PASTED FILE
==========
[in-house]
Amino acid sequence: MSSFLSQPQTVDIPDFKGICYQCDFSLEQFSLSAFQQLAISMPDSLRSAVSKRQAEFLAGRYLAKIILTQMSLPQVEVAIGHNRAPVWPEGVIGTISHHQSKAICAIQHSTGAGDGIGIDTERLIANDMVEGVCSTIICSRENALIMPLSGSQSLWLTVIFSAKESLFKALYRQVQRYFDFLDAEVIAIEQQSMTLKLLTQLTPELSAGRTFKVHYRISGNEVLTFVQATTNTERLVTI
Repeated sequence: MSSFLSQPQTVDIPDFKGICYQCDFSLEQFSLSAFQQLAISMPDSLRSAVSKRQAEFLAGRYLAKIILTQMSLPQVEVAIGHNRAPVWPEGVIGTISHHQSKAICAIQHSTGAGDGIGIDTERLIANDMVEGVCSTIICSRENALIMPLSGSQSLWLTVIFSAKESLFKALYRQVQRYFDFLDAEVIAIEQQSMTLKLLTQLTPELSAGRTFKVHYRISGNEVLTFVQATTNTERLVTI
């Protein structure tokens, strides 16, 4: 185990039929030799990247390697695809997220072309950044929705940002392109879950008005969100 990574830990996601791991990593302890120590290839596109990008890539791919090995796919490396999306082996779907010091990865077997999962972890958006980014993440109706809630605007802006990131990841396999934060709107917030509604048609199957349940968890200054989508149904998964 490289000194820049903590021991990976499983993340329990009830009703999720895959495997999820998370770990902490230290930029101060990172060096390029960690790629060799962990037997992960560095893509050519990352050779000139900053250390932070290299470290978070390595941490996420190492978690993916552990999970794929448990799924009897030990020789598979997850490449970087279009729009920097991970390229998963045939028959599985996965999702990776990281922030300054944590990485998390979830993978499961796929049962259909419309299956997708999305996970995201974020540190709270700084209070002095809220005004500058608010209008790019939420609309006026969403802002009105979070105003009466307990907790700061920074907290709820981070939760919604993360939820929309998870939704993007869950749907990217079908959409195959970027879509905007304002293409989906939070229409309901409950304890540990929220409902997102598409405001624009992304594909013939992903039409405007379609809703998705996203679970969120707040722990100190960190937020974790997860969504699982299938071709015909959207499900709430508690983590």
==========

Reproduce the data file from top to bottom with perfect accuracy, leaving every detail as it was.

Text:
[in-house]
Amino acid sequence: MSSFLSQPQTVDIPDFKGICYQCDFSLEQFSLSAFQQLAISMPDSLRSAVSKRQAEFLAGRYLAKIILTQMSLPQVEVAIGHNRAPVWPEGVIGTISHHQSKAICAIQHSTGAGDGIGIDTERLIANDMVEGVCSTIICSRENALIMPLSGSQSLWLTVIFSAKESLFKALYRQVQRYFDFLDAEVIAIEQQSMTLKLLTQLTPELSAGRTFKVHYRISGNEVLTFVQATTNTERLVTI
Repeated sequence: MSSFLSQPQTVDIPDFKGICYQCDFSLEQFSLSAFQQLAISMPDSLRSAVSKRQAEFLAGRYLAKIILTQMSLPQVEVAIGHNRAPVWPEGVIGTISHHQSKAICAIQHSTGAGDGIGIDTERLIANDMVEGVCSTIICSRENALIMPLSGSQSLWLTVIFSAKESLFKALYRQVQRYFDFLDAEVIAIEQQSMTLKLLTQLTPELSAGRTFKVHYRISGNEVLTFVQATTNTERLVTI
């Protein structure tokens, strides 16, 4: 185990039929030799990247390697695809997220072309950044929705940002392109879950008005969100 990574830990996601791991990593302890120590290839596109990008890539791919090995796919490396999306082996779907010091990865077997999962972890958006980014993440109706809630605007802006990131990841396999934060709107917030509604048609199957349940968890200054989508149904998964 490289000194820049903590021991990976499983993340329990009830009703999720895959495997999820998370770990902490230290930029101060990172060096390029960690790629060799962990037997992960560095893509050519990352050779000139900053250390932070290299470290978070390595941490996420190492978690993916552990999970794929448990799924009897030990020789598979997850490449970087279009729009920097991970390229998963045939028959599985996965999702990776990281922030300054944590990485998390979830993978499961796929049962259909419309299956997708999305996970995201974020540190709270700084209070002095809220005004500058608010209008790019939420609309006026969403802002009105979070105003009466307990907790700061920074907290709820981070939760919604993360939820929309998870939704993007869950749907990217079908959409195959970027879509905007304002293409989906939070229409309901409950304890540990929220409902997102598409405001624009992304594909013939992903039409405007379609809703998705996203679970969120707040722990100190960190937020974790997860969504699982299938071709015909959207499900709430508690983590």